Becky May has loved watching this drama series when her children were pre-school and thinks you need to check it out 


The Series: Molly and Mack

Rating: N/A

Other connected fseries The fifth and final series of the pre-school drama on CBeebies which first launched in 2018, has just been released.

Running time, or each episode length 14 mins

Genre (Preschool drama)

Overview. The ongoing drama series focuses on the lives of Molly and her older brother Mack, in and around ‘The Big Hub,’ in the fictional town of Bridgetown, Scotland.

What you liked: A heart-warming drama that very young children and parents can genuinely enjoy watching together.

What you didn’t like: The songs (I’m joking, but they’re an ear worm which you may love or hate).

Thoughts for parents: ‘Molly and Mack’ is unusual; an ongoing preschool drama series which has addressed some big issues for very small children. From the very first episode, viewers were made aware that Molly and Mack’s mother had died. Her death, and the way this continues to affect their lives is a theme that is gently but truthfully revisited throughout the series, all the way through to the final episodes of series 5. Other issues have included the big; race, identity and belonging, the small; injuries and illnesses, and the more ridiculous; giant carrots and royal visit misunderstandings. It takes the viewing audience seriously; what issues affect young children in real life, how do they feel about these things, how can we give them a vocabulary to handle these things.

It is even more unusual for a programme for this age range to have an ending. Normally, preschoolers simply grow up and leave programmes behind for the next cohort, or the cast outgrow their roles and quietly disappear. With this programme, there is an ending; closure. This is a healthy recognition that things come to a close and that we need healthy ways to mark endings as well as beginnings.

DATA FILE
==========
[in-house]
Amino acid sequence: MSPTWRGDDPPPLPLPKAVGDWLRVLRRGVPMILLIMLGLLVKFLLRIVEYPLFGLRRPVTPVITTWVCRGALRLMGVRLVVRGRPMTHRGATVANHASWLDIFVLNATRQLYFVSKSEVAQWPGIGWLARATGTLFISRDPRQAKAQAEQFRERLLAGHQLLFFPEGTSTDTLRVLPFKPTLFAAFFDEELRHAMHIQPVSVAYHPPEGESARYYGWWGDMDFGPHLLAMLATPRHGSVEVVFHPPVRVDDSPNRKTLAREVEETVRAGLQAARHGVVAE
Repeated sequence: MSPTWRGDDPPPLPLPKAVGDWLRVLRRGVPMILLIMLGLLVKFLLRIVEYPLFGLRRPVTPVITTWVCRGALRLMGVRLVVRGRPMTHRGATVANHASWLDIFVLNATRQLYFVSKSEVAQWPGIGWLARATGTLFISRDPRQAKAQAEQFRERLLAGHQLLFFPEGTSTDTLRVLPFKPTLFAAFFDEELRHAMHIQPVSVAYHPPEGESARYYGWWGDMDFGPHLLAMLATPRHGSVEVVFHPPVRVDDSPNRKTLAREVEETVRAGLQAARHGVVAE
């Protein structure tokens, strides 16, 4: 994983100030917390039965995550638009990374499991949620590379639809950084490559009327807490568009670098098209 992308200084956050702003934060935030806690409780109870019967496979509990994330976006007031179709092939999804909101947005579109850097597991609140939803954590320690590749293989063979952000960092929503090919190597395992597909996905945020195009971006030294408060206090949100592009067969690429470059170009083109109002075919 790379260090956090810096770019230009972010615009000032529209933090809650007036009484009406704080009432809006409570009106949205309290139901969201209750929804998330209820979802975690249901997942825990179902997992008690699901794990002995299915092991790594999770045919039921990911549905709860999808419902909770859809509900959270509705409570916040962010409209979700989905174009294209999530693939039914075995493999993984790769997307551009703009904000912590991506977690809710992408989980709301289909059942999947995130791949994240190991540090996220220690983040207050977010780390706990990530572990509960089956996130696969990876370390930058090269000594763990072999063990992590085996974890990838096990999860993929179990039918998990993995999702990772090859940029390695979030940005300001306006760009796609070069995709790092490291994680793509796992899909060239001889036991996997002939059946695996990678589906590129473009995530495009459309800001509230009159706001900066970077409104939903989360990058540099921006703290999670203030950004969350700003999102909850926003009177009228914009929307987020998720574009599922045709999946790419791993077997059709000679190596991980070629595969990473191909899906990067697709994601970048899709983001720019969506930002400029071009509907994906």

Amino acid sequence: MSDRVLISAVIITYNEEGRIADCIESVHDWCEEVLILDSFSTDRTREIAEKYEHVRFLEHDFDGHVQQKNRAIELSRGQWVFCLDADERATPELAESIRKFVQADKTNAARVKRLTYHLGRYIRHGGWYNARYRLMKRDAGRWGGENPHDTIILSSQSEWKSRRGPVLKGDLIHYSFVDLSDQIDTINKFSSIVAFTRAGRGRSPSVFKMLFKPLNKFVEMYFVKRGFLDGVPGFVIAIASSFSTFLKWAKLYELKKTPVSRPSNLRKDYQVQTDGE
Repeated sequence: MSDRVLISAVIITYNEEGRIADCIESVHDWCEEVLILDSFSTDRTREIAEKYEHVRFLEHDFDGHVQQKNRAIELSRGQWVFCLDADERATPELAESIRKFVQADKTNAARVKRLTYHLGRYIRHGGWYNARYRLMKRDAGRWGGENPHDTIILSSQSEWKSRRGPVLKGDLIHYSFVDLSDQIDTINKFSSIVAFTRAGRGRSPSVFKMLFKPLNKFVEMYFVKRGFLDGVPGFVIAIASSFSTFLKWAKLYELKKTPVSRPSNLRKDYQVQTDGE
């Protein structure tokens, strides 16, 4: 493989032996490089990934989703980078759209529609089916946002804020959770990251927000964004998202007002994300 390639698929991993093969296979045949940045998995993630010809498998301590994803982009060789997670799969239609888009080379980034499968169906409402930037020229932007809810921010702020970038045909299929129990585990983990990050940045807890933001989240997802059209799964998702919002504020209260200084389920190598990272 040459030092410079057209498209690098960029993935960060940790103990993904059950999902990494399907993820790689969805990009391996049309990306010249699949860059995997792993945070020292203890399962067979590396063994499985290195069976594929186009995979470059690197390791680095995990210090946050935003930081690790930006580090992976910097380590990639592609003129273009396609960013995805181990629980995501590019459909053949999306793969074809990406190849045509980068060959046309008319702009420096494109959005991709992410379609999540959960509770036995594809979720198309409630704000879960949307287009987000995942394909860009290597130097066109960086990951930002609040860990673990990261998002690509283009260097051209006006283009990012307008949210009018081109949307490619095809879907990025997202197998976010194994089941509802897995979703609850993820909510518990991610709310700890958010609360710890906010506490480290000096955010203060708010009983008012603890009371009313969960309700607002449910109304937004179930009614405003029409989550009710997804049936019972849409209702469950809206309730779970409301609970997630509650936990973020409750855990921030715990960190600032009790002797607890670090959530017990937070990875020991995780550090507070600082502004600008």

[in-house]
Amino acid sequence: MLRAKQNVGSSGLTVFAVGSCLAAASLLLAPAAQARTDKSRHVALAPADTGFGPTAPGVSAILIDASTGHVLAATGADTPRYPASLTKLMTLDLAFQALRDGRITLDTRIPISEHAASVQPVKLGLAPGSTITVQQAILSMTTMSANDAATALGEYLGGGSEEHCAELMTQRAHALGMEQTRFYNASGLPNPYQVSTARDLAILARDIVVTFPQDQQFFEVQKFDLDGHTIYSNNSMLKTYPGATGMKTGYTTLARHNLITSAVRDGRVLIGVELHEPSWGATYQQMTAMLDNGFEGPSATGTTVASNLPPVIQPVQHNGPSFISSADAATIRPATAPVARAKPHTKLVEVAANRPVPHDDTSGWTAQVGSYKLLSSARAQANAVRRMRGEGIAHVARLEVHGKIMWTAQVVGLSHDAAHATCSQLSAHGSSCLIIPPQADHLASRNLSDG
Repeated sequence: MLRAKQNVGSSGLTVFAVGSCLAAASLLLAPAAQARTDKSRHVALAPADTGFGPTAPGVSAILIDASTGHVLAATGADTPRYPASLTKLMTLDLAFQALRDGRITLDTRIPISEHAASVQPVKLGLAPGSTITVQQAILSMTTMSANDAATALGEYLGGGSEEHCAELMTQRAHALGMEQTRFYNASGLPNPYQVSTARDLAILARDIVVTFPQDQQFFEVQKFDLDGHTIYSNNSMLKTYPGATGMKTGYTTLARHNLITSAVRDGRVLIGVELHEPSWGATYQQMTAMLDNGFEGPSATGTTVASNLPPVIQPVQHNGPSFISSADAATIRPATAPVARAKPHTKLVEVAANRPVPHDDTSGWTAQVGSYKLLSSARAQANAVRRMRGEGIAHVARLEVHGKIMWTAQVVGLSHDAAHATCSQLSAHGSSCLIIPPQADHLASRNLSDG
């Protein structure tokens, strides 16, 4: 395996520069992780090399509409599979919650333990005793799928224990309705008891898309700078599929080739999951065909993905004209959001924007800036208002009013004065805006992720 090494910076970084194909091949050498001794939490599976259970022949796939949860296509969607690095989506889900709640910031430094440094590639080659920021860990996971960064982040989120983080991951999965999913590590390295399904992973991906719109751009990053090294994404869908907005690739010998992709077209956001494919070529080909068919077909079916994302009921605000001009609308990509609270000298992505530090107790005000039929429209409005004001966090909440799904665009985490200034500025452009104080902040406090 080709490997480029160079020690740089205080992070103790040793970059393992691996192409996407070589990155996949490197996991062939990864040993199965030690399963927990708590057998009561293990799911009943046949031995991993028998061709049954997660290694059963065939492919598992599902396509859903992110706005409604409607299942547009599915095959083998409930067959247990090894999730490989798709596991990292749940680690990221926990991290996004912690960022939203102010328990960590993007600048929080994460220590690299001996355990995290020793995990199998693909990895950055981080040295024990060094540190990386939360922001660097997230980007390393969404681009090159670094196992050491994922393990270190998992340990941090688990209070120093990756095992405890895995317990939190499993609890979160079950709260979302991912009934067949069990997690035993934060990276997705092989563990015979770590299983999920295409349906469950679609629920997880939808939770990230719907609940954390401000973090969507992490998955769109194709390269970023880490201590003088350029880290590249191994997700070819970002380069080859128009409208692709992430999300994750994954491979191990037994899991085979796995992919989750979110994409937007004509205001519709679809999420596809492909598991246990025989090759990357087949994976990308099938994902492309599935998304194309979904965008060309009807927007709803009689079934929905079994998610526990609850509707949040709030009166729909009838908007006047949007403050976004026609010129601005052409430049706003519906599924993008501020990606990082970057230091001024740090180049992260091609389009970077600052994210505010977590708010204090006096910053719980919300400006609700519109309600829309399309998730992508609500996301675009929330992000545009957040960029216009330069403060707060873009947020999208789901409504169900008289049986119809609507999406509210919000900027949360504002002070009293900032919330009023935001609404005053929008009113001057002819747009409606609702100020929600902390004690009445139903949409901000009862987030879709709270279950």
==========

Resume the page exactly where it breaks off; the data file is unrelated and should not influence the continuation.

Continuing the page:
Perhaps more expected are the catchy theme tunes that run within the series. For Molly and Mack, two such songs feature in each episode; the Oops song, and the Idea song. Often it is the oops that leads to the idea, but sometimes the idea goes wrong and the songs are reversed. In each of these cases, children discover that things go wrong, we make mistakes and ultimately that we do wrong. Sin is not a concept you expect to be addressed in preschool dramas perhaps, but through these, characters explore the concepts of forgiveness and of restitution or repair, fundamental themes for Christians to explore.

There is another deep concept addressed through the series which resonates with us as Christians. These lyrics are taken from the theme song;

“It’s the place that we call home, it’s our world where we live

And every day we gather young and old

There are questions to be answered and stories to be told

Cause we’ve got a family that’s filled with love

I like this sort of living and we’ve got enough.”

The Big Hub is the model of an intergenerational community akin to an extended family beyond biological connections. It’s not a bad example for what the church can and should look like to the children in our midst. Perhaps the theme song would make a great all age worship theme?

4 stars